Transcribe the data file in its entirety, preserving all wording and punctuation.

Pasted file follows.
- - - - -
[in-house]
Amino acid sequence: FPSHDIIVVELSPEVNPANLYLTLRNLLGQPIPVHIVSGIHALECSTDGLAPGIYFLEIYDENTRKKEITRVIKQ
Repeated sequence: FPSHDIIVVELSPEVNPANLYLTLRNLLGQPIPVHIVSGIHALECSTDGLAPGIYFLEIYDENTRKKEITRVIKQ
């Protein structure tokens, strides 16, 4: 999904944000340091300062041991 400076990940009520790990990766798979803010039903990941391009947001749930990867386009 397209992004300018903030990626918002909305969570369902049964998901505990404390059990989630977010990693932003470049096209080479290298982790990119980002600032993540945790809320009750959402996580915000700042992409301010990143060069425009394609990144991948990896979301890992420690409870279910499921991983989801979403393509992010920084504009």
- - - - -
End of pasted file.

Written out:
[in-house]
Amino acid sequence: FPSHDIIVVELSPEVNPANLYLTLRNLLGQPIPVHIVSGIHALECSTDGLAPGIYFLEIYDENTRKKEITRVIKQ
Repeated sequence: FPSHDIIVVELSPEVNPANLYLTLRNLLGQPIPVHIVSGIHALECSTDGLAPGIYFLEIYDENTRKKEITRVIKQ
């Protein structure tokens, strides 16, 4: 999904944000340091300062041991 400076990940009520790990990766798979803010039903990941391009947001749930990867386009 397209992004300018903030990626918002909305969570369902049964998901505990404390059990989630977010990693932003470049096209080479290298982790990119980002600032993540945790809320009750959402996580915000700042992409301010990143060069425009394609990144991948990896979301890992420690409870279910499921991983989801979403393509992010920084504009």